Nighty Night For The Nightshirt Parades
September 27, 1957
The end of September 1957 found some long-standing customs contested, both in the nation and atop Mt. Oread. In a single week, President Dwight Eisenhower reluctantly federalized the Arkansas National Guard in order to overcome opposition in that state to the integration of Little Rock’s public schools and Louis Armstrong announced that he would henceforth refuse to go on government-sponsored trips as a good-will ambassador because of the way the government was “treating [his] people in the South.”
As the students on Mt. Oread took in all of these events (with most apparently supporting the action of Eisenhower and the decision of Armstrong), they found themselves contemplating the future of an increasingly questionable practice of their own. While segregation did exist in Lawrence at the time, that was not the tradition on the minds of University undergrads. Rather, they pondered the future of what had been an annual event for more than half a century – the boisterous Nightshirt Parade.
The University Daily Kansan reported in September that the student body president was encouraging KU’s All Student Council (ASC) to adopt some proposed changes that would end the annual affair. He contended the Nightshirt Parades “had never been very popular” with KU students and expressed his hope that they would be replaced with “a football rally at Allen Field House … followed by a social function.”
And so in the midst of a debate over the future of the parade and on the night before a gridiron showdown between KU and Oregon State (in which the Beavers would prevail by a score of 12-0), 700 nightshirt-clad students gathered in the parking lot of Gertrude Sellards Pearson Hall. The assembly “swarmed across campus” to the “Student Union to pick up L.C. Woodruff, dean of students, Donald G. Alderson, dean of men, and Miss Emily Taylor, dean of women.” (Woodruff and Alderson both sported red and white striped pajamas while “Miss Taylor wore a matching night cap.”)
The procession then wound its way to the residence of Chancellor Franklin D. Murphy where KU’s chief administrator, dressed in a bright red nightshirt of his own, joined the crowd as it paraded to the Mississippi Street baseball field. After a rally led by the football team’s Coach Chuck Mather in the field adjacent to Memorial Stadium, 250 couples attended a dance in the Student Union Ballroom, where they were entertained by melodious tunes of The Collegiates until nearly midnight. Although no one knew for sure at the time (as the ASC would not vote to end the traditional parade until the following year), when the festivities had ended that night, KU had hosted its final Nightshirt Parade. Another University tradition had gone quietly into the night.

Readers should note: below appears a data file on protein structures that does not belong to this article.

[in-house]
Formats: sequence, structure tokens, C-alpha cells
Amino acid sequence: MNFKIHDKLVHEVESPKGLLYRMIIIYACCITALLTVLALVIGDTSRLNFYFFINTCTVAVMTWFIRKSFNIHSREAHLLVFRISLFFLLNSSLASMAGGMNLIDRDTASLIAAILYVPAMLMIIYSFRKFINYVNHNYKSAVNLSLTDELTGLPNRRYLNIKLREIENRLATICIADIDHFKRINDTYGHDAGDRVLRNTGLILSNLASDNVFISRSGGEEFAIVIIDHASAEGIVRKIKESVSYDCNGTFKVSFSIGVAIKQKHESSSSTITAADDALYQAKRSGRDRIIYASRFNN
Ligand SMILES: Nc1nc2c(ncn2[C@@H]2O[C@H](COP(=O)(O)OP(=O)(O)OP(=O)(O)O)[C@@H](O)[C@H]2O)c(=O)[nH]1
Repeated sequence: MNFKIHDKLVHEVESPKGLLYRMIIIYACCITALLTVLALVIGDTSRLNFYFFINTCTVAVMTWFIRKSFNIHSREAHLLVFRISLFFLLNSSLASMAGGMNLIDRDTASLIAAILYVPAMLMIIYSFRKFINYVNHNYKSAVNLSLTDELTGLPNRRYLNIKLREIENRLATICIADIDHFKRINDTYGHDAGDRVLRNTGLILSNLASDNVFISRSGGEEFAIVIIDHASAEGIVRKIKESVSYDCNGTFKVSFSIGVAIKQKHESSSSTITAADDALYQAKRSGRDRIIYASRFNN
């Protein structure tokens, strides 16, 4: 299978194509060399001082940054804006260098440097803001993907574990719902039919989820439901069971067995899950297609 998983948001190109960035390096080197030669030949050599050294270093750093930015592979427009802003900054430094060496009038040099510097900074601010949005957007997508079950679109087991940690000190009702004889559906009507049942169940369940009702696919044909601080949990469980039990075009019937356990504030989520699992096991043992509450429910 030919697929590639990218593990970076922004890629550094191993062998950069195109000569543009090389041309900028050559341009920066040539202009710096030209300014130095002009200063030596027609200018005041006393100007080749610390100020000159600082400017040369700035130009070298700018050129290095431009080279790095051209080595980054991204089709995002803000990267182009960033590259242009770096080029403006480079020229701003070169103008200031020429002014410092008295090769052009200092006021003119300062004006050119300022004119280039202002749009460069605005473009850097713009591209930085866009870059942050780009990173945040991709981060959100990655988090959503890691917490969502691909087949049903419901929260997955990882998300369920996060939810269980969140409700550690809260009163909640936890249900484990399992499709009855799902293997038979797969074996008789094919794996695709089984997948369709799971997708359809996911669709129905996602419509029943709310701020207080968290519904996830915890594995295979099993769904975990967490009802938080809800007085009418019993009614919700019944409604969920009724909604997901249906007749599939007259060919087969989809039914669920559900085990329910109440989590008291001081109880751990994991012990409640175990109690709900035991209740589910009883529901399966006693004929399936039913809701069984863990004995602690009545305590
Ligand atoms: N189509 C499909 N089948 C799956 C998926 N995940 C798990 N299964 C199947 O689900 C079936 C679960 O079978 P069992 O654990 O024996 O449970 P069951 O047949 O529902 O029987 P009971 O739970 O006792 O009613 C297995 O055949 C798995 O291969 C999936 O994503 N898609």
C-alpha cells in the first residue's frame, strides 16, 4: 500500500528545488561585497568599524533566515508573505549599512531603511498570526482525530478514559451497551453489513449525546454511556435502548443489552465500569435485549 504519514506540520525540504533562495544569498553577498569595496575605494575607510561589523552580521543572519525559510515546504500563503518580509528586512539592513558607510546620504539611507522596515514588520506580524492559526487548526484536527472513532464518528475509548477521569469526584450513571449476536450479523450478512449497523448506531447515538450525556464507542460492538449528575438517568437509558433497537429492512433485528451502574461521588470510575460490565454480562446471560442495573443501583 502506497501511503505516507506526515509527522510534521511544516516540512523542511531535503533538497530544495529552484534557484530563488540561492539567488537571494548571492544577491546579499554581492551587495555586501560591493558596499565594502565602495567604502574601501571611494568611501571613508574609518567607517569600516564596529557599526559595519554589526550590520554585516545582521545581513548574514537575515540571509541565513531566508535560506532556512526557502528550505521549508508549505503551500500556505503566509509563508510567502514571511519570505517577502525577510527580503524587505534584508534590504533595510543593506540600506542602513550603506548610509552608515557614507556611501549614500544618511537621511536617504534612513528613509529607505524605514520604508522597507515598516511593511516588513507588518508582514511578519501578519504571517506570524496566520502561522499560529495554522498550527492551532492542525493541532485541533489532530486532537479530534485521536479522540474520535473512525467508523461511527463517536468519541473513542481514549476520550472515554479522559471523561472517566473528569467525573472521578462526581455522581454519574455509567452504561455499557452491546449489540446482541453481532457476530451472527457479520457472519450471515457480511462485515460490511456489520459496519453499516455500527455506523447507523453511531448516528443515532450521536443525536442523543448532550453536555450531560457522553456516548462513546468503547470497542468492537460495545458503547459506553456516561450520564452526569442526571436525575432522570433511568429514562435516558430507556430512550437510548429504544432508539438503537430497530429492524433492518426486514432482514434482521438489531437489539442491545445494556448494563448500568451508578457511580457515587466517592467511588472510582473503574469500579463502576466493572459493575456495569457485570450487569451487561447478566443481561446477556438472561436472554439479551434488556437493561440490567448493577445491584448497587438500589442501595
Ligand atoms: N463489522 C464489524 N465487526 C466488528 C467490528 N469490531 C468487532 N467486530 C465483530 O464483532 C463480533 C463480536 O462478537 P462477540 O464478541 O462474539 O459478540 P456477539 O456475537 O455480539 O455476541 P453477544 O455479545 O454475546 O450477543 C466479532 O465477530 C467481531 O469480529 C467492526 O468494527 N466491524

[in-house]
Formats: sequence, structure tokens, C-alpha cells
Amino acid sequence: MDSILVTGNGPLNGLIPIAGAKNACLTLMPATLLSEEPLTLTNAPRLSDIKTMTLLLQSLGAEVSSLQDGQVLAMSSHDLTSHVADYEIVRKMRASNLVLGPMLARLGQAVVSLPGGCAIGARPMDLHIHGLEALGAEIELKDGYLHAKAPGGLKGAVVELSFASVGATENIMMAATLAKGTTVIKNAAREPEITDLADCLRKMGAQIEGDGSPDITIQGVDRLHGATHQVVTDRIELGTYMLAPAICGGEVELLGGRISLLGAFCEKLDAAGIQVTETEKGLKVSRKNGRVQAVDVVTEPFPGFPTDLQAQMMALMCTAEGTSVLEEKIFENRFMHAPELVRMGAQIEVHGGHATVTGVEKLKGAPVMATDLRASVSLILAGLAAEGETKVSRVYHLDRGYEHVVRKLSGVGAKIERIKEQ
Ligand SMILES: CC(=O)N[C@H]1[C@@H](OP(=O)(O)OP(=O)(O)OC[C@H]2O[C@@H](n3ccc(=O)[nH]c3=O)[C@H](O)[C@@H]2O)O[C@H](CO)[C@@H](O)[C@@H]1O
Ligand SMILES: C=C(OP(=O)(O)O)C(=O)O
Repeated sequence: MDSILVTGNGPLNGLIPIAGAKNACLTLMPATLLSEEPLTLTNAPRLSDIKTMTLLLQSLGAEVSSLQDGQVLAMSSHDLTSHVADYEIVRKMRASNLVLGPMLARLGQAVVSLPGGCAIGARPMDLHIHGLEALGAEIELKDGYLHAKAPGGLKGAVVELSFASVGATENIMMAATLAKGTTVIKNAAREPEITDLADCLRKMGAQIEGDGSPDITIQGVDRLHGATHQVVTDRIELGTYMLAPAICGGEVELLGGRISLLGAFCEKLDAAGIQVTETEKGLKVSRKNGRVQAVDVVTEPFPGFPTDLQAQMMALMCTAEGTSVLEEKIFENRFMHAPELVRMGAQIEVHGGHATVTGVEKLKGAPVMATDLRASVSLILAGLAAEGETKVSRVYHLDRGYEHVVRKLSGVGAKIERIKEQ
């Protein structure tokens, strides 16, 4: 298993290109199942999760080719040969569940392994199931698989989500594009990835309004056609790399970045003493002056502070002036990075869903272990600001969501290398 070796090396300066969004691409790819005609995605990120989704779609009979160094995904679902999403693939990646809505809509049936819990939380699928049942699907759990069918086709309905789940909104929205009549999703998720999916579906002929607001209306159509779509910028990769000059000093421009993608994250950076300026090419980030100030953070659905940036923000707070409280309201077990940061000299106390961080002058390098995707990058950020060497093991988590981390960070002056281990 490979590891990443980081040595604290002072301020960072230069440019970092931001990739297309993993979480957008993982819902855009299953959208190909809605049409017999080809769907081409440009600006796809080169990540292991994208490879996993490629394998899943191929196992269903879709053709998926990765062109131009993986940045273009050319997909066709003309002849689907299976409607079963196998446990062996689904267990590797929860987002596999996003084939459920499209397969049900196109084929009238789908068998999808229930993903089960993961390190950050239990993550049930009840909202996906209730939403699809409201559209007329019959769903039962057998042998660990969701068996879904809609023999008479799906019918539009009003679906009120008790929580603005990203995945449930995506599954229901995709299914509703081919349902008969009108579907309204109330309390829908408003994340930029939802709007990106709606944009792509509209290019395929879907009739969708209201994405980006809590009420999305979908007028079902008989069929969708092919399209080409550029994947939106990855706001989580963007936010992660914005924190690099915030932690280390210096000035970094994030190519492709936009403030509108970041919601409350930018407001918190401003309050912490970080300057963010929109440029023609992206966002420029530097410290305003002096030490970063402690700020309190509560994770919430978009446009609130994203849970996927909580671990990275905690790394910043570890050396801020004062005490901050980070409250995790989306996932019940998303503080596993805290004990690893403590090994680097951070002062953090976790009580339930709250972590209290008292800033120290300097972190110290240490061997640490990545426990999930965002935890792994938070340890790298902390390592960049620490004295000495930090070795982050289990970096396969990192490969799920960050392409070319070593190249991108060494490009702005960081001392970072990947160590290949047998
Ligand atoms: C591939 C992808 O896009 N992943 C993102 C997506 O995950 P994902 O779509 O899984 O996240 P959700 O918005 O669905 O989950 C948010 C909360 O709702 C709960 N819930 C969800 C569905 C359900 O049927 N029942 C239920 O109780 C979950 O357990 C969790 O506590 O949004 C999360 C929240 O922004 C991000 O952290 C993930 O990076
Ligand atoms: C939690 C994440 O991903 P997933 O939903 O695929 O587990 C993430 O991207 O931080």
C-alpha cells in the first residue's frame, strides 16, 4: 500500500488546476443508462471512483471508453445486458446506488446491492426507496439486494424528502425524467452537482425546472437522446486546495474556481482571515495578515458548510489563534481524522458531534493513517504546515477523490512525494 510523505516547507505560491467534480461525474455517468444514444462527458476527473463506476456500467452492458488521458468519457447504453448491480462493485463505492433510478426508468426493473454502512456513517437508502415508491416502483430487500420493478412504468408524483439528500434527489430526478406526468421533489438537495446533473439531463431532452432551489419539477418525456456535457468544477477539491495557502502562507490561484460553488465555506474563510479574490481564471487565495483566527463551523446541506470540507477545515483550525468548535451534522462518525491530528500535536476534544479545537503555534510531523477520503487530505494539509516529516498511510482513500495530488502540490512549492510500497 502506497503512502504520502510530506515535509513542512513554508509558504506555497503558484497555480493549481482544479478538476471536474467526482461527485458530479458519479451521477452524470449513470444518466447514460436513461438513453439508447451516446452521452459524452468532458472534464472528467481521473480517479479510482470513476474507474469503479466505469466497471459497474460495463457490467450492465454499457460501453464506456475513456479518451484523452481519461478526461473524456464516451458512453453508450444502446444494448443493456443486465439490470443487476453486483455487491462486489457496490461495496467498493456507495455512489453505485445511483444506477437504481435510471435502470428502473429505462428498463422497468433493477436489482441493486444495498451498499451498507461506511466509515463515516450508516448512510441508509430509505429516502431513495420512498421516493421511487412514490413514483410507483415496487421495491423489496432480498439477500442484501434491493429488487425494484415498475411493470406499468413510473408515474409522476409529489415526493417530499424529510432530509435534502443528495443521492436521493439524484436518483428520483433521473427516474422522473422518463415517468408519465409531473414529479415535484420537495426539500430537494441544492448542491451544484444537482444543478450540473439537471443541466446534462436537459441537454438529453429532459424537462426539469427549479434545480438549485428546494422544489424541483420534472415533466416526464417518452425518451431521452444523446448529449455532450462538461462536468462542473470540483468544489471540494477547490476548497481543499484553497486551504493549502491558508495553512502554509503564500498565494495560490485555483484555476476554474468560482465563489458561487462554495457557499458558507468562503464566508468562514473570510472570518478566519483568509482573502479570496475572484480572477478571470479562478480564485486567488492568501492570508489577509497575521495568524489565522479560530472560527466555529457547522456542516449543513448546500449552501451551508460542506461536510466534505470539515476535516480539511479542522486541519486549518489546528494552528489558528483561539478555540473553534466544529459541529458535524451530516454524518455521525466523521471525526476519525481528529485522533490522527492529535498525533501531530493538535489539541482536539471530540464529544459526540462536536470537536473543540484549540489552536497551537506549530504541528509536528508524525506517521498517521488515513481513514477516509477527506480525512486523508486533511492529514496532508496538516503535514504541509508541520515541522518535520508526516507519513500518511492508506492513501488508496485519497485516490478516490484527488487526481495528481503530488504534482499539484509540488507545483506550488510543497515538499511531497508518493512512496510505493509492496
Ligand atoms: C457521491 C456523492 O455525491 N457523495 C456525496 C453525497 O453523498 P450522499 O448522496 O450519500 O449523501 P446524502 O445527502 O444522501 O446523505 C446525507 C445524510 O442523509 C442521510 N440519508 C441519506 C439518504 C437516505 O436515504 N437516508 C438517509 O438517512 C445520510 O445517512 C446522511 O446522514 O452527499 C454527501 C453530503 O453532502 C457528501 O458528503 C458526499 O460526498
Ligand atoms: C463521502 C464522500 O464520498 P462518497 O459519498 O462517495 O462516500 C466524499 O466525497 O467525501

The precise origins of KU’s Nightshirt Parades are somewhat muddled. Reports exist of male University students gathering in nightshirts for spontaneous celebrations of Jayhawker football victories as early as the 1890s. However, the first well-documented case of KU students donning pajamas for an outdoor celebration came in April 1902 and was not held in honor of an athletic victory of any kind but rather as a festive gesture congratulating the appointment of Dr. Frank Strong as KU’s sixth chancellor. The Board of Regents had chosen Strong, a Yale PhD then serving as president of the University of Oregon, after a lengthy nationwide search.
Contemporary reports indicate that most KU students were delighted with the selection, particularly as Strong had a reputation for being “very much interested in athletic sports” and for interpreting “the caprices of youth that often incite indiscretions and pranks … in their proper sense.” When news spread that the chancellor-elect, who had been in Lawrence for final interviews, was going to cut short his visit and catch the 10:35 p.m. train back to Oregon, members of the student body decided to give him an appropriate sendoff. Shortly before 10:00 that night, 100 or so KU students “bedecked in night gowns” congregated in South Park and, followed by “mobs of others in civilian attire,” made their way to the Eldridge Hotel where Strong was staying.